• The domain
      • The relationship of the document to other documents
      • Assumptions/findings about user needs
    • Taxonomy (thematic and business) provides the big picture to metadata development
    • Metadata is used to improve –
      • Search
      • Information architecture
      • Personalization
      • Reuse
    • Deliverables include –
      • Metadata/content attributes documentation
      • Taxonomy
    Prasanna Lal Das (http://www.prasannalaldas.blogspot.com/)
  • 9. Content workflow
    • Content workflow describes the lifecycle of a piece of content from inception to finish
    • Typical stages include –
      • Initiation
      • Research
      • Authoring
      • Editing/testing
      • Approval/publishing/finalization
      • Post-publication/finalization
    • A workflow must define –
      • Information flow
      • Activities
      • Rules/security
      • Decision-points
      • Controls
      • Tools
      • Metadata opportunities/techniques
      • Storage
      • Options/exceptions
    • Deliverables include –
      • Workflow diagrams
      • Workflow description/rules
    Prasanna Lal Das (http://www.prasannalaldas.blogspot.com/)
  • 10. Voice and tone
    • Voice is the editorial representation of an organization/brand. It stands for an organization’s personality, its attitude towards its constituency, and conveys its positioning to its target constituencies
    • Voice and tone is important to –
      • Strategize the role of content in an application
      • Create standards for nomenclature and diction
      • Ensure the consistent execution of content
      • Establish the broad contexts to which text behavior must be tailored
    • Deliverables include –
      • Voice and tone documentation
      • Style guide, if necessary and appropriate
      • Additional editorial guidelines and checklists
    Prasanna Lal Das (http://www.prasannalaldas.blogspot.com/) ‘ Infra’ XYZ XYZ ‘ Supra’ XYZ Unsure Confident Presumptuous Apathetic Empathic Intrusive Vague Practical Esoteric Unreliable Trustworthy Guardian Lackluster Energetic/Vital Hyper-active Confined Approachable Inaccessible
  • 11. Content infrastructure
    • The content infrastructure of an organization includes all the tools/technologies available to content producers to create, edit, publish, and maintain content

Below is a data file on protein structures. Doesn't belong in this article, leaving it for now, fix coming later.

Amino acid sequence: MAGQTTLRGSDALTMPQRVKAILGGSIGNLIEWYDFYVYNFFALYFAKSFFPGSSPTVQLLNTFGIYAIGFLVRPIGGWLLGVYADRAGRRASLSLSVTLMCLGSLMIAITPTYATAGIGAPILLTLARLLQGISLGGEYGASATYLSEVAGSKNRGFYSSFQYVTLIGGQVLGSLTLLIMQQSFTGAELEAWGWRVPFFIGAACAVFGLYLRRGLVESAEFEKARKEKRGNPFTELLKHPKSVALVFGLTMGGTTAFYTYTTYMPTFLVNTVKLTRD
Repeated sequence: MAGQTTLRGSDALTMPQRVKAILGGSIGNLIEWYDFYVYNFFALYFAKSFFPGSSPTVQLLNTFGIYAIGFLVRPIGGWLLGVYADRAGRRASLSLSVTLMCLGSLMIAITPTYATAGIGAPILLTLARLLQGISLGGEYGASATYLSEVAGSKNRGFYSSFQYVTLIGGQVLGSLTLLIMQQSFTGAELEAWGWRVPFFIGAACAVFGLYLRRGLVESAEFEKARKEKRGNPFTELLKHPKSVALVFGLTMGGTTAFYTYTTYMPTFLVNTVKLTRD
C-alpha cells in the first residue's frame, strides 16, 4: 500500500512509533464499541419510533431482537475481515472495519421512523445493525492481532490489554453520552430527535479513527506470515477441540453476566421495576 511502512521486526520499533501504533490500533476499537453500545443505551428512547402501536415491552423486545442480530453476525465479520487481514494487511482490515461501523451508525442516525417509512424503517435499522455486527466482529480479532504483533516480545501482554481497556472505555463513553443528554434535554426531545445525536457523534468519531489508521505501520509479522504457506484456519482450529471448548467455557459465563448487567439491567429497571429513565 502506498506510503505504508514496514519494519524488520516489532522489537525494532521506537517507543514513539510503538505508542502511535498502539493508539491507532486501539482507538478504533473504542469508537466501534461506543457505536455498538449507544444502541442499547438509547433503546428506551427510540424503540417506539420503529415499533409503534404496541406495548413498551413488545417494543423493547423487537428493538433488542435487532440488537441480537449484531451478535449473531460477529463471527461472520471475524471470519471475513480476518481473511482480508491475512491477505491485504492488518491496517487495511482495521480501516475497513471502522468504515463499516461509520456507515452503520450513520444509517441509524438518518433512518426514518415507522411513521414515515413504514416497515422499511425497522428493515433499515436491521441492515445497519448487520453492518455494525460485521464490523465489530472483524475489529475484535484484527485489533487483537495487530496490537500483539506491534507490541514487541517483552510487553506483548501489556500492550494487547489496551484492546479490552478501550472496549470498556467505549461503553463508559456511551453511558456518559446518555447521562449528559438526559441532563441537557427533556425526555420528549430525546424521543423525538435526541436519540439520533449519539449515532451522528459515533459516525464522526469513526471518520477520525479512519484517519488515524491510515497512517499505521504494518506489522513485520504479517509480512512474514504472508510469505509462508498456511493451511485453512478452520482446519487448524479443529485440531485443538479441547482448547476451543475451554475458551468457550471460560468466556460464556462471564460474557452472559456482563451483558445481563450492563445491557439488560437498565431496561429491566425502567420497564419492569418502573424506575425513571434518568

• This may include –
      • Project tools (SAP, for instance)
      • Authoring tools and templates (Office tools, CMS)
      • Workflow (online or offline)
      • Storage/disposal tools
      • Publishing/dissemination tools
      • Maintenance tools
    • Deliverables include –
      • Current state assessment (infrastructure - business)
      • CMS specifications (business)
      • Storage guidelines (business)
      • User experience input
      • Search strategy input
      • Publishing rules input
      • Legal/regulatory input
    Prasanna Lal Das (http://www.prasannalaldas.blogspot.com/)
  • 12. Content as culture
    • Content management is as much a cultural initiative as it an operational or technical one
    • Organizations must build a content management culture to support its overall content goals
    • Elements of a content management culture include –
      • Familiarity with content objectives and processes
      • Awareness of content tools
      • Training in content standards and guidelines
    • Deliverables include –
      • Training material
      • Checklists and guidelines
    Prasanna Lal Das (http://www.prasannalaldas.blogspot.com/)
  • 13. Long-term view
    • A few general observations as you embark on your own content strategy
      • Unify your content management process
      • Separate content presentation from authoring
      • Pay heed to the institutional framework
      • Focus on user experience
      • Disaggregate content
      • Define templates early, whenever possible and appropriate
      • Plan for life after publication/dissemination
      • Bridge the gap between business and technology
      • Plan first, buy the tools later
    Prasanna Lal Das (http://www.prasannalaldas.blogspot.com/)
  • 14. Can you do it?
    • Content management was once described as 10% technology, 40% process control, and 50% governance
    • Key skills for a content practitioner include –
      • Content sub-process expertise
      • Business analysis
      • Information architecture
      • Technology awareness
      • Industry knowledge
      • Culture/change management
    Prasanna Lal Das (http://www.prasannalaldas.blogspot.com/)
  • 15. Suggested reading
    • Managing Enterprise Content – Ann Rockley (with Pamela Kostur and Steve Manning)
    • Content Management Bible – Bob Boiko
    • Enterprise Content Management – Tom Jenkins
    • www.metatorial.com
    • www.boxesandarrows.com
    Prasanna Lal Das (http://www.prasannalaldas.blogspot.com/)
  • 16. Thank you Prasanna Lal Das (http://www.prasannalaldas.blogspot.com/)